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Sleep Disorders Guide

Alison Beaver

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Sleeping Is Not The Enemy

By Katie Meakem
 
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getting enough sleep is not your enemy
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Sleep deprivation, the overall lack of the necessary amount of sleep, afflicts 47 million adults in the United States, ScienceDaily.com says.

Sleep deprivation can be caustic to a person’s physical and emotional health. Sleep is the foundation of good health.

The amount of sleep a person needs depends on factors such as age. According to WebMD.com, infants need 16 hours a day, teenagers need about nine hours on average, and most adults need seven to eight hours a night.

For adults the amount of hours needed per night varies. Some may need only five hours while others need 10 hours a day.

Women in the first three months of pregnancy need more hours of sleep than usual.

According to experts, a sign that you haven’t had much sleep is drowsiness throughout the day.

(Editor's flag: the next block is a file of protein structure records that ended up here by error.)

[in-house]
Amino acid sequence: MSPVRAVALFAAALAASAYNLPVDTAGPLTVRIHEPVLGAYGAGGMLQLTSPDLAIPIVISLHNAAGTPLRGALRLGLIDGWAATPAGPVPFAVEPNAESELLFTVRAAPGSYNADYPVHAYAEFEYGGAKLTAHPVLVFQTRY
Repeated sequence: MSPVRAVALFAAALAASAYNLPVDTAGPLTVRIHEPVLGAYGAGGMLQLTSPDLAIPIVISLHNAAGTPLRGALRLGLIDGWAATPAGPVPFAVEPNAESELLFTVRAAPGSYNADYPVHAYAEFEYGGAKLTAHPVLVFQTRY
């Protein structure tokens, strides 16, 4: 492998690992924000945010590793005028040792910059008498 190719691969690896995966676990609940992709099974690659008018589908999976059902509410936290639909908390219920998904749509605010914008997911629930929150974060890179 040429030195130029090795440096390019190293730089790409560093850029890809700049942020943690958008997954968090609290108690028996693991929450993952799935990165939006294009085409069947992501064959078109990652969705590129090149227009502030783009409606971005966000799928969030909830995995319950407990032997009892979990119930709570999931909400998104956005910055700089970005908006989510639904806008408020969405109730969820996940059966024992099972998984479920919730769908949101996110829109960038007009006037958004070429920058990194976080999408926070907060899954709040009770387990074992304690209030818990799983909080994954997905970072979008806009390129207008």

The consequences of sleep deprivation include: depression, increase in acuity of pain, memory troubles and a waning of the immune system.

Sleep loss also creates what WebMD.com identifies as sleep debt. Eventually a person’s body demands that the ‘debt’, or sleep, be repaid.

The body doesn’t really adapt to sleep deprivation. A person’s judgment and reaction time are still impaired even if one is used to getting less sleep than he or she needs.

Sleep deprivation is hazardous, especially when driving. Those with sleep deprivation drive as badly as or worse than those who are intoxicated.

Sleep deprivation intensifies alcohol’s effects on the body, WebMD.com says.
A tired person will become more impaired after drinking.

Signs that you are too sleepy to drive include: trouble focusing your eyes, incessant yawning and loss of memory of the last few miles, the National Sleep foundation says.

Sleep deprivation has been associated with the development of diseases like obesity, diabetes and hypertension.

In July 2012, sleep deprivation was linked to physical stress, according to the National Sleep Foundation. Severe sleep loss jolts the immune system into action and according to a new study, this is similar to the response shown during exposure to stress.

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We value and respect our HERWriters' experiences, but everyone is different. Many of our writers are speaking from personal experience, and what's worked for them may not work for you. Their articles are not a substitute for medical advice, although we hope you can gain knowledge from their insight.

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